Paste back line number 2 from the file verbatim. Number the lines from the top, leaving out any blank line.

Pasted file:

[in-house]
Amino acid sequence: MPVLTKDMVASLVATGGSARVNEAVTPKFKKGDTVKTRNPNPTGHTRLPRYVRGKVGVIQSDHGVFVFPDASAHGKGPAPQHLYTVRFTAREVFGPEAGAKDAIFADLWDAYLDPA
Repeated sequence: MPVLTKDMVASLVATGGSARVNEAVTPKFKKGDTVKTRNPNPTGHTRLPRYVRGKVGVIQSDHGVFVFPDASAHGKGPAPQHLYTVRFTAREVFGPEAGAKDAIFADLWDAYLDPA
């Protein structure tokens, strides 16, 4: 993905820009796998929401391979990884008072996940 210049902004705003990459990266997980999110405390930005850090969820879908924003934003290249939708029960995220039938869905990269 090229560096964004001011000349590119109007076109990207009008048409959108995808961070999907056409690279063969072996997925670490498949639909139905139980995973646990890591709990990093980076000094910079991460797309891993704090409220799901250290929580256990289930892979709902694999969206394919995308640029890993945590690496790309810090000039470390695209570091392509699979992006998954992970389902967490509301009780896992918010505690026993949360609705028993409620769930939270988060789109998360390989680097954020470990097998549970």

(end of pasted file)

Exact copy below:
Amino acid sequence: MPVLTKDMVASLVATGGSARVNEAVTPKFKKGDTVKTRNPNPTGHTRLPRYVRGKVGVIQSDHGVFVFPDASAHGKGPAPQHLYTVRFTAREVFGPEAGAKDAIFADLWDAYLDPA